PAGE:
Rain fell in drought-hit areas of Afghanistan on Tuesday, Hans Brink, programme manager for the FAO for Afghanistan, told IRIN in Islamabad. Brink confirmed that “good heavy rain” had fallen around the south eastern province of Kandahar but said the FAO was waiting for reports to come in from the field before it could assess the significance of the rainfall. “It is good news. It is showing that the rainy season patterns which occur prior to planting may be returning to normal. It is too early to say whether this could be the end to the drought”, Brink said.
He could not confirm earlier reports that rain had also fallen in the western Afghan province of Herat, the northwestern province of Faryab or the southwestern province of Nimroz. However, Kandahar region had seen “clouds and storms, not just a few millimetres”, he said.
This article was produced by IRIN News while it was part of the United Nations Office for the Coordination of Humanitarian Affairs. Please send queries on copyright or liability to the UN. For more information: https://shop.un.org/rights-permissions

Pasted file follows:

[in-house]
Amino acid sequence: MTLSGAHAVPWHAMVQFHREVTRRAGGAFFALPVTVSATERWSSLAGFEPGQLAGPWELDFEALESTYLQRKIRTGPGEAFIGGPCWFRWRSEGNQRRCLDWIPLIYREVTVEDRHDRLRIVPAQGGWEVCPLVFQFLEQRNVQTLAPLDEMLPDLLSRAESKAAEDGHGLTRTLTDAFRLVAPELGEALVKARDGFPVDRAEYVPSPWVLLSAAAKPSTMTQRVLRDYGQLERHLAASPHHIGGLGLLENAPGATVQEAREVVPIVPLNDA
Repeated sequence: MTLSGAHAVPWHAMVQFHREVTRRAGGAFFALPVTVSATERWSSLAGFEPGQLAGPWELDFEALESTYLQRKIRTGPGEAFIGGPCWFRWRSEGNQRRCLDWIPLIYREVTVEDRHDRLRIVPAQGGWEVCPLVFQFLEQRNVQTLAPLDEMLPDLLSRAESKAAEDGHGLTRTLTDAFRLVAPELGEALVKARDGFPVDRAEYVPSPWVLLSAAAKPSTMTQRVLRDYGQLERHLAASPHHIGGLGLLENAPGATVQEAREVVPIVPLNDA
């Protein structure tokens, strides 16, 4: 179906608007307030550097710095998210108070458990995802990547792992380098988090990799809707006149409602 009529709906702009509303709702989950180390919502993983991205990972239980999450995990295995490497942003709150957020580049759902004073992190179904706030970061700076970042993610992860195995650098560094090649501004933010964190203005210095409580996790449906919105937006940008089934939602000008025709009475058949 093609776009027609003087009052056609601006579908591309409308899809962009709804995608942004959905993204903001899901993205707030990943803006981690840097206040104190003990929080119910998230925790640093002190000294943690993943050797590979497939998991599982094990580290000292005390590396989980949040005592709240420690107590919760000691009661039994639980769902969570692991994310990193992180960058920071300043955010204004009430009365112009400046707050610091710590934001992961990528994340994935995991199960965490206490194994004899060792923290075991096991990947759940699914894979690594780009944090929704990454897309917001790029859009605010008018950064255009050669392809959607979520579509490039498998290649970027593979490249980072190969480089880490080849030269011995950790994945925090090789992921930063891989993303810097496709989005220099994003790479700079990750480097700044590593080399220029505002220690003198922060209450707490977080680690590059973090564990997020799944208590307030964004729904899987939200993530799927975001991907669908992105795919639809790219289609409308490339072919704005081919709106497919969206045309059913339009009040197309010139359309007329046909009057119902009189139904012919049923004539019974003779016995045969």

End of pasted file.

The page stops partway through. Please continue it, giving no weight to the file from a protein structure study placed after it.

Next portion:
It was The New Humanitarian’s investigation with the Thomson Reuters Foundation that uncovered sexual abuse by aid workers during the Ebola response in the Democratic Republic of Congo and led the World Health Organization to launch an independent review and reform its practices.
This demonstrates the important impact that our journalism can have.
But this won’t be the last case of aid worker sex abuse. This also won’t be the last time the aid sector has to ask itself difficult questions about why justice for victims of sexual abuse and exploitation has been sorely lacking.
We’re already working on our next investigation, but reporting like this takes months, sometimes years, and can’t be done alone.
The support of our readers and donors helps keep our journalism free and accessible for all. Donations mean we can keep holding power in the aid sector accountable, and shine a light on similar abuses.